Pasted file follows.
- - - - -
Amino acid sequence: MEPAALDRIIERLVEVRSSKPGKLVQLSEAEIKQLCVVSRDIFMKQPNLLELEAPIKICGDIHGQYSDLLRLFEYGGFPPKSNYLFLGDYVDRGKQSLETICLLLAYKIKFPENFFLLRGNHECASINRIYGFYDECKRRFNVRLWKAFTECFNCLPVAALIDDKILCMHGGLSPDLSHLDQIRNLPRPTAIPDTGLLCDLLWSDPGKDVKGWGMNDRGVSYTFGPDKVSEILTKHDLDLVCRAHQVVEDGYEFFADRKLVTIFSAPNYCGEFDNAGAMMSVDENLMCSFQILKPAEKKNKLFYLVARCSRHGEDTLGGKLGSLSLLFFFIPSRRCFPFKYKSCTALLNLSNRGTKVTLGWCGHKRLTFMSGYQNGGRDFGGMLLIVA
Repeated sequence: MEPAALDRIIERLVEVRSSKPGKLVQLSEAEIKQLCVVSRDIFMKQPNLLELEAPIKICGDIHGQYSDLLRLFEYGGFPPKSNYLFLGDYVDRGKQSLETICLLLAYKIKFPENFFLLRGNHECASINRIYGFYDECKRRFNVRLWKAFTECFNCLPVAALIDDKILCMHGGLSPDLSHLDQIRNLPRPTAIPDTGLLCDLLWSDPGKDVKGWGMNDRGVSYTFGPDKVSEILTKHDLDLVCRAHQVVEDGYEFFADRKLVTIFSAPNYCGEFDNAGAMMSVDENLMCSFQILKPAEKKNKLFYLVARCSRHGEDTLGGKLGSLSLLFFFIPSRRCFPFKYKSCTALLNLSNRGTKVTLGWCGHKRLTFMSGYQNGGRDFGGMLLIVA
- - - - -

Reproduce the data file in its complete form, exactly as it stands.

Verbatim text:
Amino acid sequence: MEPAALDRIIERLVEVRSSKPGKLVQLSEAEIKQLCVVSRDIFMKQPNLLELEAPIKICGDIHGQYSDLLRLFEYGGFPPKSNYLFLGDYVDRGKQSLETICLLLAYKIKFPENFFLLRGNHECASINRIYGFYDECKRRFNVRLWKAFTECFNCLPVAALIDDKILCMHGGLSPDLSHLDQIRNLPRPTAIPDTGLLCDLLWSDPGKDVKGWGMNDRGVSYTFGPDKVSEILTKHDLDLVCRAHQVVEDGYEFFADRKLVTIFSAPNYCGEFDNAGAMMSVDENLMCSFQILKPAEKKNKLFYLVARCSRHGEDTLGGKLGSLSLLFFFIPSRRCFPFKYKSCTALLNLSNRGTKVTLGWCGHKRLTFMSGYQNGGRDFGGMLLIVA
Repeated sequence: MEPAALDRIIERLVEVRSSKPGKLVQLSEAEIKQLCVVSRDIFMKQPNLLELEAPIKICGDIHGQYSDLLRLFEYGGFPPKSNYLFLGDYVDRGKQSLETICLLLAYKIKFPENFFLLRGNHECASINRIYGFYDECKRRFNVRLWKAFTECFNCLPVAALIDDKILCMHGGLSPDLSHLDQIRNLPRPTAIPDTGLLCDLLWSDPGKDVKGWGMNDRGVSYTFGPDKVSEILTKHDLDLVCRAHQVVEDGYEFFADRKLVTIFSAPNYCGEFDNAGAMMSVDENLMCSFQILKPAEKKNKLFYLVARCSRHGEDTLGGKLGSLSLLFFFIPSRRCFPFKYKSCTALLNLSNRGTKVTLGWCGHKRLTFMSGYQNGGRDFGGMLLIVA